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Discussion Starter #9
Dave I eliminated the light, the water provides enough resistance with the transformer I am using. The new model has a small light in the tube right near the tip but it is more for looks than anything else and just lets you know that you are pushing the button and it's working. Of course you can now use it in the dark, not that that is a benefit.
 

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Discussion Starter #10
That store wants to sell them so I built another 4 of them. I hope to make another 20 or so next week if I have time.
Now I can mass produce them. If he doesn't sell them, I will need to grow a lot of mojanos so I can justify building them *r2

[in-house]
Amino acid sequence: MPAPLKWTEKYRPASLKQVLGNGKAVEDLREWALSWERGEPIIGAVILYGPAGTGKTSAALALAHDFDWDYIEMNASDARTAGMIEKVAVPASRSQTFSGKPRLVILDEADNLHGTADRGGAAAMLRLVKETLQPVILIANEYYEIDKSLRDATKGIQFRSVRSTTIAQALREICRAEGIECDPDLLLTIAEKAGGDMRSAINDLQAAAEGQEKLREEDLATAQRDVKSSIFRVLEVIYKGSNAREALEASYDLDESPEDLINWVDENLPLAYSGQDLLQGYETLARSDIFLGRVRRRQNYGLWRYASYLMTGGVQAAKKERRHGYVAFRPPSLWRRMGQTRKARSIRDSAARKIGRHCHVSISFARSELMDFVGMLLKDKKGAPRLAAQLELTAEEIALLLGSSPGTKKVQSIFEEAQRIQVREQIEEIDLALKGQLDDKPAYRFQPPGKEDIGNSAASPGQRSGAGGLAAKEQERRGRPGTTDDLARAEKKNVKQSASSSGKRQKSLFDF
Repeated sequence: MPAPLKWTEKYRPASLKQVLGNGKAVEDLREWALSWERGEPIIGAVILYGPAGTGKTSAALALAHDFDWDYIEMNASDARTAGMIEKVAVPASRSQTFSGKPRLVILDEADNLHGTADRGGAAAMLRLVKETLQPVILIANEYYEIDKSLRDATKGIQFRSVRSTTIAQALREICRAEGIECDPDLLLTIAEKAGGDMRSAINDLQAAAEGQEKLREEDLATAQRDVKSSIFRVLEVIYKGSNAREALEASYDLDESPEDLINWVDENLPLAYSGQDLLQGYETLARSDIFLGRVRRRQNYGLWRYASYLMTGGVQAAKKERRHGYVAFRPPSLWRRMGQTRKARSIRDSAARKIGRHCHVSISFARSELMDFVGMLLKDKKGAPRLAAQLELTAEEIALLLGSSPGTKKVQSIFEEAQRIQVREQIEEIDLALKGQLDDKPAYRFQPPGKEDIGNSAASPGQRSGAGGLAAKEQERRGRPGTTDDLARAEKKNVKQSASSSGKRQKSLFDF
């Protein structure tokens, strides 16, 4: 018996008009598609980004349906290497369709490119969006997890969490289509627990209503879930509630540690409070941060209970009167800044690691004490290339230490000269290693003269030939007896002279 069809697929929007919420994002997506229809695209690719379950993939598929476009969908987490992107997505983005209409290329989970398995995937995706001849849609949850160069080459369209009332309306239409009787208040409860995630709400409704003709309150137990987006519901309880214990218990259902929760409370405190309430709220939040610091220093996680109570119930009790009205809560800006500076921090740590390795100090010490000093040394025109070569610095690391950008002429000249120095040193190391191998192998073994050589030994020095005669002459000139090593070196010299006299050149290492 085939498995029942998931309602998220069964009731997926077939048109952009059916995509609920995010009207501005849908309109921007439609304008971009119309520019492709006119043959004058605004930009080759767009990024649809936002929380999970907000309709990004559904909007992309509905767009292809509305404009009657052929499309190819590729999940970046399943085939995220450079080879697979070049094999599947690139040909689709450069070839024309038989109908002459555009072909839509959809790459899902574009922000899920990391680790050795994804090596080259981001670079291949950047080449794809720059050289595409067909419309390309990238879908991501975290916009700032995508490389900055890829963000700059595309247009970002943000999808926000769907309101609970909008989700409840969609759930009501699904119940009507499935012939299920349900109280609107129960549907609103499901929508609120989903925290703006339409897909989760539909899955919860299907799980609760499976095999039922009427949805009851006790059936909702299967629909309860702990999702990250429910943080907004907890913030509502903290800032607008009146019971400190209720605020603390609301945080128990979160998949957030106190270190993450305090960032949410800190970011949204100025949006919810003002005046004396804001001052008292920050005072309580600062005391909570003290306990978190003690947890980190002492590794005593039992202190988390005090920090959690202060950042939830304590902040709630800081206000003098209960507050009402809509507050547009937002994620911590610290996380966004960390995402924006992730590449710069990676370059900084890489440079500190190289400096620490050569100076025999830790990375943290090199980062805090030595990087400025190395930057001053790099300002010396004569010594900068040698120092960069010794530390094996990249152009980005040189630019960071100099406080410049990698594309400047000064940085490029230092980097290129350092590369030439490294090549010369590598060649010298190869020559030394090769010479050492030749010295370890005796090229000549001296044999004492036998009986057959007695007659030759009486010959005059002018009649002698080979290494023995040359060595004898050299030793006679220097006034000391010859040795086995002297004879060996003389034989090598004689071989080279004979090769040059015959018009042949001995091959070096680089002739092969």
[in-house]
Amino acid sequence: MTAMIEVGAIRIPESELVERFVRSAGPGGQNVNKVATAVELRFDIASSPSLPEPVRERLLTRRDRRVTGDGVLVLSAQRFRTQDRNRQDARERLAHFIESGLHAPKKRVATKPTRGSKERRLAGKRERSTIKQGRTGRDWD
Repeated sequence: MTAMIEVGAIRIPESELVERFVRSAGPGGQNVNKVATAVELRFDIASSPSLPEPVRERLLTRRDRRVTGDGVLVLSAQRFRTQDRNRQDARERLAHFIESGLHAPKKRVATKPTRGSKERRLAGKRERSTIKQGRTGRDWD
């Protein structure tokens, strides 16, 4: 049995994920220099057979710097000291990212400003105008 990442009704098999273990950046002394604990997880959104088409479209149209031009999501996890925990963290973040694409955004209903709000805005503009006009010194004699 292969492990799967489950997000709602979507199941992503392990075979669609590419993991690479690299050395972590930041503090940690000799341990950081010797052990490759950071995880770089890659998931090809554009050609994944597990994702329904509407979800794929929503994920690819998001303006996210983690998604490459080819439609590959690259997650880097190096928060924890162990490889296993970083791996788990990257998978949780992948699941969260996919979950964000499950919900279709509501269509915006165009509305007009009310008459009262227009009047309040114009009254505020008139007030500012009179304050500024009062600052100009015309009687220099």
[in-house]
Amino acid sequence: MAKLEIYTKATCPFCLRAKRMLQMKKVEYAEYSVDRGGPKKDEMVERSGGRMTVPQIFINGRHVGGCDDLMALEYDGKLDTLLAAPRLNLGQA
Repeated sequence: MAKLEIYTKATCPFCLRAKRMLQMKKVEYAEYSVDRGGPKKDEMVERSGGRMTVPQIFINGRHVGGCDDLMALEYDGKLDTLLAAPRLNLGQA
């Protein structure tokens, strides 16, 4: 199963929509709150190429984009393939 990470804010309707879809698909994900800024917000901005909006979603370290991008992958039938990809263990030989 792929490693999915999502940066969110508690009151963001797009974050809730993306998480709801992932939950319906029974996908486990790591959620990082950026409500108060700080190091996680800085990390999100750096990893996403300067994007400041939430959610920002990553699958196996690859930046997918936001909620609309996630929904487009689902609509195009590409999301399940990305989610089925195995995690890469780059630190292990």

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Discussion Starter #11
I sold out, I love these things.
I guess thats why I love this hobby so much. There are so many facets to it.
Intertwined in the hobby is my boating, SCUBA, and inventing.
It just never ends.

 

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Discussion Starter #13
If you pass electricity through salt water you get chlorine and hydrogen. It is hydrogen that is emitted from the needle.
 

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Discussion Starter #14
I took a video of the thing working. The mojano becomes a little ball of slime that disappears in an hour or so.

 

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Discussion Starter #17
Someone on another forum posted that on the model he was building he had to replace the graphite electrode in a few minutes so I did a test. I ran these two electrodes in salt water continousely for one hour. As you can see by the picture, there is no decay on either electrode. The graphite is slightly discolored because it is still wet.